Everything in a film these days, especially those made by seasoned director Ridley Scott, is completely intentional. Every detail is polished to have the most meaningful and strongest impact. Successful films take advantage of our senses of sight and sound. They act on the subconscious and present stories in the most aesthetically and sonically pleasing way.
To read a movie, we must become conscious of these decisions and assume every frame is intentional and crafted. Ridley Scott’s rendition of The Martian displays his mastery of storytelling through this contemporary medium. From the beginning of the movie, the viewer is being manipulated. The chaos of the storm on Mars is portrayed through many of anxiety-inducing points of view. The camera may show the lights in the dark abyss to show how helpless the astronauts are. The dark heavily outweighs the light, showing their loss of control. It may then cut to the camera setups actually on the astronauts to out the viewer in the the position of the Mars team, and attempt to have them match their terror. In this scene it occasionally jumps to inside the MAV to create a stark contrast between the complete madness outside the clean, calmness of NASA infrastructure. Later in the movie, the camera angles are played with more, getting creative between switching to log cameras and steady cam shots. Every cut, every angle was engineered to create a very specific feeling for the viewer.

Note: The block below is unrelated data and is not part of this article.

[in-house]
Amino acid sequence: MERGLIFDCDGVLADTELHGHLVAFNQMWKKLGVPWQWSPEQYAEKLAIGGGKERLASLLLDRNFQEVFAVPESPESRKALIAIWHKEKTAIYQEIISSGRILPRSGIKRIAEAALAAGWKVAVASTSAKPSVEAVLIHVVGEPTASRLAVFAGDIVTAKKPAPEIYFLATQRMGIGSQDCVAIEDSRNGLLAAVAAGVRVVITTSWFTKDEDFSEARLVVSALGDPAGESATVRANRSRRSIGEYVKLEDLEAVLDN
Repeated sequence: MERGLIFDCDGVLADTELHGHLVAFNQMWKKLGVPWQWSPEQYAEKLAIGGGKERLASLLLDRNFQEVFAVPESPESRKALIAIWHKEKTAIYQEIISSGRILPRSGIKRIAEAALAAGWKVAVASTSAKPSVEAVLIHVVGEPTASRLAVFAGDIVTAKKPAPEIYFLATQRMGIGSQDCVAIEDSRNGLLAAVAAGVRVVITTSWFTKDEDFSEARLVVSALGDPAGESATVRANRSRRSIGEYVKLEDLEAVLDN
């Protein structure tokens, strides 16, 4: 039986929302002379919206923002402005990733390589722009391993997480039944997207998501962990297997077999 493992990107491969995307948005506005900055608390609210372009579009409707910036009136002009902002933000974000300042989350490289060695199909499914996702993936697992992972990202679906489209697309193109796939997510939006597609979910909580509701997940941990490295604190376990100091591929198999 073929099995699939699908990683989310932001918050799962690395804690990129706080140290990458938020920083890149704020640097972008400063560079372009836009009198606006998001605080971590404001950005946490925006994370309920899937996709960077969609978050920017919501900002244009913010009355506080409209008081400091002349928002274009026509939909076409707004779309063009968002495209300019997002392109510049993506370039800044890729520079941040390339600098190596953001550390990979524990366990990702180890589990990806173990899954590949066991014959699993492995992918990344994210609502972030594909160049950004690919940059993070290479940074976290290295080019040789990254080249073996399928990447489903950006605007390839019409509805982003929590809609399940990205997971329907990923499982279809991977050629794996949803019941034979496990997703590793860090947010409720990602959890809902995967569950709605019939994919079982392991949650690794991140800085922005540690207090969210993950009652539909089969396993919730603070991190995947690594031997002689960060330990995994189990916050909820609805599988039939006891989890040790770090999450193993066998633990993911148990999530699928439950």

Reading this film also highlights the importance of Matt Damon’s performance. His emotions are skillfully portrayed so that the viewer subconsciously builds admiration and a relationship with him. When he succeeds, we cheer. When disaster strikes, we empathize. This relationship is built from every small scene that shapes his character.
The final element I discovered in this reading was the importance of the the soundtrack. Music has always been known to affect emotions, but when combined with the camera and acting elements, a monumental effect is created. The music builds us up during his productive montages, puts us on the edge of our seats when things get tight, and tears us down when the end seems near.
Referring back to Walter Ong’s comments on secondary orality, The Martian’s journey to the silver screen show how an idea told in a medium separate from the original inception can transform. In a way, this is tertiary orality, where Weir’s thoughts were primary and the novel is secondary. The communication of this story is only made possible by the film technologies we have today, and it is an absolute thrill.